New Delhi: Defence minister Rajnath Singh on Tuesday received India’s first Rafale jet in an official handover ceremony in Merignac, a suburb of the south-western French city of Bordeaux.
The raksha mantri and his ministry also made an event of it as the ceremony coincides with the day the Dusshera festival is celebrated in India: after conducting a traditional ‘Shastra Puja’, Singh will take a sortie in a two-seater trainer version of the aircraft.
— ANI (@ANI) October 8, 2019
Over the last year, the 7.8 billion euro deal became a source of controversy for the Narendra Modi government, with questions being raised on the process and procedure that was followed.
Opposition parties such as the Congress also alleged that Anil Ambani’s Reliance Defence had been favoured – accusations that were fuelled by former French President Francois Hollande’s remarks that Anil Ambani’s name was pushed forward by the Modi government as part of the overall contract.
With the Supreme Court set to issue its judgement in the next month on a batch of petitions seeking review of its December 2018 judgement — which had dismissed pleas asking for a probe into the fighter jet deal — there are still a few lingering questions surrounding the controversy.
Some of these questions may be answered by the Supreme Court bench which includes Chief Justice Ranjan Gogoi, but others can likely only be answered by a probe into the matter.
1) How did we go from UPA’s 126 to NDA’s 36?
One of the procedural questions surrounding the Rafale deal have to do with how quickly the plan changed to acquire 126 aircraft and have a co-production plan with Hindustan Aeronautics Ltd (HAL) to buying only 36 jets and roping in Anil Ambani’s company as an offset partner.
The plan changed over the course of six to seven weeks. Public statements made by senior government officials such as Manohar Parrikar and S. Jaishankar indicate that they were also kept out of the loop.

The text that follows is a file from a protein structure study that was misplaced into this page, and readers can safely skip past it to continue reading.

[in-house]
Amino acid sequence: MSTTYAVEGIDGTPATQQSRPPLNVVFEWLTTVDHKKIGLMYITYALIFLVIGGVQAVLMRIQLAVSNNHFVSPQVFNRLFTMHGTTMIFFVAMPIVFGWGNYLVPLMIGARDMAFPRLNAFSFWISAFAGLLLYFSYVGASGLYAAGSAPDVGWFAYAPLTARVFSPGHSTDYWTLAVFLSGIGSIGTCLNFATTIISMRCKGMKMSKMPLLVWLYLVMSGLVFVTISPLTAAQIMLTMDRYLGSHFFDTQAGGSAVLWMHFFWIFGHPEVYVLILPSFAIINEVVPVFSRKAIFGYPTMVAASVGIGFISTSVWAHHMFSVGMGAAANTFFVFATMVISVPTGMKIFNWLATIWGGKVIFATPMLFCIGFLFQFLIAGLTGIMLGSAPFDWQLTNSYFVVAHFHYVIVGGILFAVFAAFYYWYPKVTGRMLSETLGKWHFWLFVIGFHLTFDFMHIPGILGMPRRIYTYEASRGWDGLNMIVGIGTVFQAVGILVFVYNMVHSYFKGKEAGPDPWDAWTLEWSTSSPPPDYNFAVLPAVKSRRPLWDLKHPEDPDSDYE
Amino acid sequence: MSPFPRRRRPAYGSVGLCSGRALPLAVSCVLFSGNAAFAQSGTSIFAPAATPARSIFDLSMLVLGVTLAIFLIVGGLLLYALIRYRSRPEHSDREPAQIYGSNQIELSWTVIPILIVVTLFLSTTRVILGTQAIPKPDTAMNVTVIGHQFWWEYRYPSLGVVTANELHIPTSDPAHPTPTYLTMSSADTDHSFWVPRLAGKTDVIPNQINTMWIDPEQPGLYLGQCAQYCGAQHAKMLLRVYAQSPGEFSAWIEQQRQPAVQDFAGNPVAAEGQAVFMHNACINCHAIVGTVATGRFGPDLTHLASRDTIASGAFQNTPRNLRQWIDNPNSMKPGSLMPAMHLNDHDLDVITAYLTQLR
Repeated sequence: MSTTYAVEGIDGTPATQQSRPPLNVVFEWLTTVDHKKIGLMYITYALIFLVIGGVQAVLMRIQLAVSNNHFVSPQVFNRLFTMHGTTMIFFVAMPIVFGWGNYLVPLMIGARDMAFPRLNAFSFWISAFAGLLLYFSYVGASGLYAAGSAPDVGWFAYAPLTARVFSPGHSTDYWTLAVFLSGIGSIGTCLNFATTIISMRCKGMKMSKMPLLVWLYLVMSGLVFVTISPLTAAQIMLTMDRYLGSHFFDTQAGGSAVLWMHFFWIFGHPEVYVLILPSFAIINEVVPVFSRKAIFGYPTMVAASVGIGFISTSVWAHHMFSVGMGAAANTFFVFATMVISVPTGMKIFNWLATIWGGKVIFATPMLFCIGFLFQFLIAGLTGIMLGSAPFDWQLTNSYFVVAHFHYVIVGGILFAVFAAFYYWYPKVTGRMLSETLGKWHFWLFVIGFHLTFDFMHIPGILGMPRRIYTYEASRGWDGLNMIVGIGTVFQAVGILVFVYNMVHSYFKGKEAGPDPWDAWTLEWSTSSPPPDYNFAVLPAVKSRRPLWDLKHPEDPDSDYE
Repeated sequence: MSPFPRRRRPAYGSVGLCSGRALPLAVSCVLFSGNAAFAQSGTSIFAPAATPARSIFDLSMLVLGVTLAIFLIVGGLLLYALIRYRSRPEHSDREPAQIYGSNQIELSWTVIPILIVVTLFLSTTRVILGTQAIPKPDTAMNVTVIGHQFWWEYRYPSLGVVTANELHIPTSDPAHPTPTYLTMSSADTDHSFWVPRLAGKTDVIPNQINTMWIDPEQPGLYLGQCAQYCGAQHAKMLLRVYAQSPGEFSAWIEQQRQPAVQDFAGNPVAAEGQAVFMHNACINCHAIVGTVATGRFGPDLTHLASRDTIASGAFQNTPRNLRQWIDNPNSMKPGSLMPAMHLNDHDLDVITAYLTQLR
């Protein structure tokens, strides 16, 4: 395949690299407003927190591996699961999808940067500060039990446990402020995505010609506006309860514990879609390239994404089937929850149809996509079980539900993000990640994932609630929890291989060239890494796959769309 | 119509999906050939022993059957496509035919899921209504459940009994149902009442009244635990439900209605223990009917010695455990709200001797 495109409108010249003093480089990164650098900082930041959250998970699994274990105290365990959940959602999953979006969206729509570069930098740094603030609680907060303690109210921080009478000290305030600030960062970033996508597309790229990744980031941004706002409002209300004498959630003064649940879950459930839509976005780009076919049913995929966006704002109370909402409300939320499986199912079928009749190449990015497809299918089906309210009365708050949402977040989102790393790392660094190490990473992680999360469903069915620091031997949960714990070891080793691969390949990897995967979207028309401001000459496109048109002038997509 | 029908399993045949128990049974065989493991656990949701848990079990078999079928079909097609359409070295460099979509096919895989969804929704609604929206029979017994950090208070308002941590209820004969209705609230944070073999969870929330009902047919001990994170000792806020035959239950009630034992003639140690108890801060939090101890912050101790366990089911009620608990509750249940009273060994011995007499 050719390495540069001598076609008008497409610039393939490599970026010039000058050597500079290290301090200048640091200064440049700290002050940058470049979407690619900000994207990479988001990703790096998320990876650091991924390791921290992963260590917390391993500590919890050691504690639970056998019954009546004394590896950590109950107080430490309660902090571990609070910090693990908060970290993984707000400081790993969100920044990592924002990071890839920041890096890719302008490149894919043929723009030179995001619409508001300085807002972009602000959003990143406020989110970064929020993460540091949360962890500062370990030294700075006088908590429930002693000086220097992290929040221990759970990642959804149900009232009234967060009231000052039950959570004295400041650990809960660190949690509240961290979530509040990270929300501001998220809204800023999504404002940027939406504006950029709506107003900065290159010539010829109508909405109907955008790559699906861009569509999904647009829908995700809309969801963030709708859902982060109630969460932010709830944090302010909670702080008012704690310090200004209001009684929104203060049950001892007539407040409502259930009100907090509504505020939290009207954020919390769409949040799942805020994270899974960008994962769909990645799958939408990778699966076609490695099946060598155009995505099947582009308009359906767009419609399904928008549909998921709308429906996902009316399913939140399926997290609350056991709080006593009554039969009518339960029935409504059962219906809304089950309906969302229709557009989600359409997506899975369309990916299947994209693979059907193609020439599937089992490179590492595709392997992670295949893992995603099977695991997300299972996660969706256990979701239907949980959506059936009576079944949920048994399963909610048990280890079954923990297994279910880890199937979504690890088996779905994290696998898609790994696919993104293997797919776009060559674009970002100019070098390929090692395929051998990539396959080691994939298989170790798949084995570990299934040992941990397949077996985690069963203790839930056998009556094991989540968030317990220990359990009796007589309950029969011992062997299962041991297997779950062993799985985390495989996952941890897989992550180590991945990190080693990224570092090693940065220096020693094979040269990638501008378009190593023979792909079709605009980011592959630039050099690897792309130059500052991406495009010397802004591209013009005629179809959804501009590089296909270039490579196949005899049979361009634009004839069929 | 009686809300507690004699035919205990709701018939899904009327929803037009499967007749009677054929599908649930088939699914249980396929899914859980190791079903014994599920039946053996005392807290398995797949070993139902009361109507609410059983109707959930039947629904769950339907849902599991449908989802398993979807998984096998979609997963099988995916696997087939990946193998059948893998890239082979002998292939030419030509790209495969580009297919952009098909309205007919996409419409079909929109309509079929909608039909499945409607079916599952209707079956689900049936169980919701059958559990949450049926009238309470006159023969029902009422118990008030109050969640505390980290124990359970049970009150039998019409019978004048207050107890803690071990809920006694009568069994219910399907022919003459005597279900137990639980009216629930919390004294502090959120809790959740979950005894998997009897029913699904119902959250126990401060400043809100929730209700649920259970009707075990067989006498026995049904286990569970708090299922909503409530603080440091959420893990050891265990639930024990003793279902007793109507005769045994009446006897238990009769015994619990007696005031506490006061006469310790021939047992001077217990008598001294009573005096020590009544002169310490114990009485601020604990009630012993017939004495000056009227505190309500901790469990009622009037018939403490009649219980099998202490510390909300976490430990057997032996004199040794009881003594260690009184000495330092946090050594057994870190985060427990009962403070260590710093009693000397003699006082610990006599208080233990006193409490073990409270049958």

In court, the Modi government has said that the RFP for 126 jets withdrawn in March 2015 and a new IGA for 36 aircraft was signed a few weeks later in April 2015.
As The Wire has pointed out, this doesn’t acknowledge other questions have been asked.
These include: What documentation was generated for the RFP withdrawal process in March 2015 and why has the government not been able to provide any proper details of this? Why were the defence minister and foreign secretary not informed of the change in plans? Why did Dassault boss Eric Trappier claim that the 126-aircraft deal was “95% complete” on March 28, 2015, if the process for withdrawal of RFP had already been initiated by then? What was the process undertaken before the IGA was signed? Who all were consulted?
Furthermore, in their complaint to the CBI, advocate-activist Prashant Bhushan and former union ministers Arun Shourie and Yashwant Sinha have pointed out that the 36-aircraft deal was, strictly-speaking, a new contract and thus should have gone through a number of mandatory procedures that appear to have been skipped, beginning with a “statement of case” by the Indian Air Force for the 36 jets.
2) Why was the need for a sovereign guarantee tossed aside?
The Wire was one of the first publications that broke the story of how the IGA between France and India did not come with a sovereign guarantee.
This guarantee is a legal obligation that is usually placed upon the country selling military equipment or aircraft and protects the buyer [India] in case problems develop in the manufacture or delivery of the planes.
However, the verdict stops short of examining its significance or implication and does not discuss what it might mean for the manner in which the Rafale deal was negotiated by the Modi government.
Former defence ministry official Sudhansu Mohanty has been particularly outspoken of how only a ‘letter of comfort’ was given by France, calling it only “morally-binding” and not “legally binding and enforceable”.